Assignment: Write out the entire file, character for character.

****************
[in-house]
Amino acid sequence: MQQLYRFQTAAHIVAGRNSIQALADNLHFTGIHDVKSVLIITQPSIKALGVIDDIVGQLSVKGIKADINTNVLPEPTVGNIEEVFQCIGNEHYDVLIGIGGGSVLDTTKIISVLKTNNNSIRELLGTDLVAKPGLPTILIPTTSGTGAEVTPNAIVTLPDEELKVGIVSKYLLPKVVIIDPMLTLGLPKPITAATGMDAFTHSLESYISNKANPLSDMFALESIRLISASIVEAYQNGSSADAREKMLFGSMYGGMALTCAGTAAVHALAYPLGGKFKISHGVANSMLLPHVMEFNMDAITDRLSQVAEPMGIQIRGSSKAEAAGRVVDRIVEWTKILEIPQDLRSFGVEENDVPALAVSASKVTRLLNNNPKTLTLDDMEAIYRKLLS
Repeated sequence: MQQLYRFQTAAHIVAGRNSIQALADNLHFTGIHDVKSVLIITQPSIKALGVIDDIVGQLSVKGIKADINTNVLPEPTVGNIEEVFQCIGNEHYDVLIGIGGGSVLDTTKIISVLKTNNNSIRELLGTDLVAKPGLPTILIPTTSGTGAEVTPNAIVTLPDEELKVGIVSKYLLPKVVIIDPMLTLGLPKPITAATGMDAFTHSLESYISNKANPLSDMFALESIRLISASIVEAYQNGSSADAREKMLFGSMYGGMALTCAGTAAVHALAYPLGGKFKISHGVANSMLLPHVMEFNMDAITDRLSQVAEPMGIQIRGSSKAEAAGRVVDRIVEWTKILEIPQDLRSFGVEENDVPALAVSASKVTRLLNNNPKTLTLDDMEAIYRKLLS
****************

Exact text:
[in-house]
Amino acid sequence: MQQLYRFQTAAHIVAGRNSIQALADNLHFTGIHDVKSVLIITQPSIKALGVIDDIVGQLSVKGIKADINTNVLPEPTVGNIEEVFQCIGNEHYDVLIGIGGGSVLDTTKIISVLKTNNNSIRELLGTDLVAKPGLPTILIPTTSGTGAEVTPNAIVTLPDEELKVGIVSKYLLPKVVIIDPMLTLGLPKPITAATGMDAFTHSLESYISNKANPLSDMFALESIRLISASIVEAYQNGSSADAREKMLFGSMYGGMALTCAGTAAVHALAYPLGGKFKISHGVANSMLLPHVMEFNMDAITDRLSQVAEPMGIQIRGSSKAEAAGRVVDRIVEWTKILEIPQDLRSFGVEENDVPALAVSASKVTRLLNNNPKTLTLDDMEAIYRKLLS
Repeated sequence: MQQLYRFQTAAHIVAGRNSIQALADNLHFTGIHDVKSVLIITQPSIKALGVIDDIVGQLSVKGIKADINTNVLPEPTVGNIEEVFQCIGNEHYDVLIGIGGGSVLDTTKIISVLKTNNNSIRELLGTDLVAKPGLPTILIPTTSGTGAEVTPNAIVTLPDEELKVGIVSKYLLPKVVIIDPMLTLGLPKPITAATGMDAFTHSLESYISNKANPLSDMFALESIRLISASIVEAYQNGSSADAREKMLFGSMYGGMALTCAGTAAVHALAYPLGGKFKISHGVANSMLLPHVMEFNMDAITDRLSQVAEPMGIQIRGSSKAEAAGRVVDRIVEWTKILEIPQDLRSFGVEENDVPALAVSASKVTRLLNNNPKTLTLDDMEAIYRKLLS